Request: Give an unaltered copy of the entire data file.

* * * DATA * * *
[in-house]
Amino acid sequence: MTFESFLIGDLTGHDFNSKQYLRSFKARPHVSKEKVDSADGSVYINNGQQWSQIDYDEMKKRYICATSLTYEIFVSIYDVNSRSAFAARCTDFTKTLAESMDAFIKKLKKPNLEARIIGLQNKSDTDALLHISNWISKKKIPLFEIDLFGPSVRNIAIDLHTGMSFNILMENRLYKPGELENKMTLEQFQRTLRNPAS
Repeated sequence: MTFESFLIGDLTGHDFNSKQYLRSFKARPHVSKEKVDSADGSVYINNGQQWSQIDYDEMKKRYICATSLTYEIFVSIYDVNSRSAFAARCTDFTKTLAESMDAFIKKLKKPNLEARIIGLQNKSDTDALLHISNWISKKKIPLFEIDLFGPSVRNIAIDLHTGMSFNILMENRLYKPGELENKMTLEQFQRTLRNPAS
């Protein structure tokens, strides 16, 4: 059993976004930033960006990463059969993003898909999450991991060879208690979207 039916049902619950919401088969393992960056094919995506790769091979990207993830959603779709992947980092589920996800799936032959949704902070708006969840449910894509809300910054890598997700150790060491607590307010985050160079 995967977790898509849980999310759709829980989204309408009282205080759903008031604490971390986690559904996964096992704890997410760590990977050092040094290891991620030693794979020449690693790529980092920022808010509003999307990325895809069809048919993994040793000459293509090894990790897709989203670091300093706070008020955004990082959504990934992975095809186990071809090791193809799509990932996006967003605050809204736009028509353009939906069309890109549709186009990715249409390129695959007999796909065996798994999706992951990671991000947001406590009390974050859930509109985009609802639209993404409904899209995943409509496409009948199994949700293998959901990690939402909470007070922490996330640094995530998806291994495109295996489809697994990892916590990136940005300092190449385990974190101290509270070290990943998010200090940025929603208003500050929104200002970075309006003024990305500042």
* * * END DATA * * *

[in-house]
Amino acid sequence: MTFESFLIGDLTGHDFNSKQYLRSFKARPHVSKEKVDSADGSVYINNGQQWSQIDYDEMKKRYICATSLTYEIFVSIYDVNSRSAFAARCTDFTKTLAESMDAFIKKLKKPNLEARIIGLQNKSDTDALLHISNWISKKKIPLFEIDLFGPSVRNIAIDLHTGMSFNILMENRLYKPGELENKMTLEQFQRTLRNPAS
Repeated sequence: MTFESFLIGDLTGHDFNSKQYLRSFKARPHVSKEKVDSADGSVYINNGQQWSQIDYDEMKKRYICATSLTYEIFVSIYDVNSRSAFAARCTDFTKTLAESMDAFIKKLKKPNLEARIIGLQNKSDTDALLHISNWISKKKIPLFEIDLFGPSVRNIAIDLHTGMSFNILMENRLYKPGELENKMTLEQFQRTLRNPAS
């Protein structure tokens, strides 16, 4: 059993976004930033960006990463059969993003898909999450991991060879208690979207 039916049902619950919401088969393992960056094919995506790769091979990207993830959603779709992947980092589920996800799936032959949704902070708006969840449910894509809300910054890598997700150790060491607590307010985050160079 995967977790898509849980999310759709829980989204309408009282205080759903008031604490971390986690559904996964096992704890997410760590990977050092040094290891991620030693794979020449690693790529980092920022808010509003999307990325895809069809048919993994040793000459293509090894990790897709989203670091300093706070008020955004990082959504990934992975095809186990071809090791193809799509990932996006967003605050809204736009028509353009939906069309890109549709186009990715249409390129695959007999796909065996798994999706992951990671991000947001406590009390974050859930509109985009609802639209993404409904899209995943409509496409009948199994949700293998959901990690939402909470007070922490996330640094995530998806291994495109295996489809697994990892916590990136940005300092190449385990974190101290509270070290990943998010200090940025929603208003500050929104200002970075309006003024990305500042």